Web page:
Associations between Education and Occupation in high functioning older Adults: a Brazilian Sample

Published: 23 April 2024| Version 1 | DOI: 10.17632/mk3s366kfh.1
Gabriel Andrade,


Introduction: Although aging is naturally associated with cognitive decline, some lifestyle factors such as formal education and occupational complexity were shown to promote the preservation of cognitive functions such as memory. Objectives: This cross-sectional study aimed to assess the associations of both education and occupational complexity with memory functions in a sample of autonomous, healthy older adults. Methods: A final sample of 56 participants was tested for executive functions, episodic memory, non-verbal memory, and reaction speed. mPACC scores were calculated in order to classify the participants into standard or High-Performing Older Adults. The lifelong occupations were classified according to the International Standard Classification of Occupations-08 criteria. Results: The results demonstrated a strong association between occupational complexity and education, with both adding predictive value to linear and logistic regression models predicting cognitive functioning. Education, when compared to occupational complexity, was more robustly associated with executive functioning, while lifelong occupational complexity was a stronger predictor of general cognitive functioning and mental state. Conclusion: The findings support the concept of resilience, as both education and occupation were found to be associated with higher cognitive performance in older adults.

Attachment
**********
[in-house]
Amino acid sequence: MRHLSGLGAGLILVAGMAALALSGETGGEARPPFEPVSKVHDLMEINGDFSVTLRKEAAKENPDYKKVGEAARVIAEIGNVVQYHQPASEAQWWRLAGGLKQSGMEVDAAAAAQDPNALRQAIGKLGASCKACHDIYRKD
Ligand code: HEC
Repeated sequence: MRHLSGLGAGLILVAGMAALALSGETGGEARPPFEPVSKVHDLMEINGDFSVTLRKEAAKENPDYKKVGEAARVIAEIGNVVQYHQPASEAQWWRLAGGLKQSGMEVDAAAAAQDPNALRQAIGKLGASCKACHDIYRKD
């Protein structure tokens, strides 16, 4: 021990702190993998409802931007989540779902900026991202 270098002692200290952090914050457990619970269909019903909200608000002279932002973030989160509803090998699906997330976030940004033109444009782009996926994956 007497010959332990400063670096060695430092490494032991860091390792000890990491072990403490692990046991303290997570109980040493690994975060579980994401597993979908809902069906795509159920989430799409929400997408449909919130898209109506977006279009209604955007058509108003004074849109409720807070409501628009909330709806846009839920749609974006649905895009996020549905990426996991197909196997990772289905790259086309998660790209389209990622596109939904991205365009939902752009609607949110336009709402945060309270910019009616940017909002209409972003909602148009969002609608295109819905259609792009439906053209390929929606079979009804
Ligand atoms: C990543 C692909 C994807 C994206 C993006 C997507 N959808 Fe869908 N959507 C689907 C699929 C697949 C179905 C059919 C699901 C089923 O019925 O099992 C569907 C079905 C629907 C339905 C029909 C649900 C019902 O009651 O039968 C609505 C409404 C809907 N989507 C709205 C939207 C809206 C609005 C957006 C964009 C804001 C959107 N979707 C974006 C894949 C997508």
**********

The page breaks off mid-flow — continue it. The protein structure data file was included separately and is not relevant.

Aging, Healthy Ageing, Neuropsychology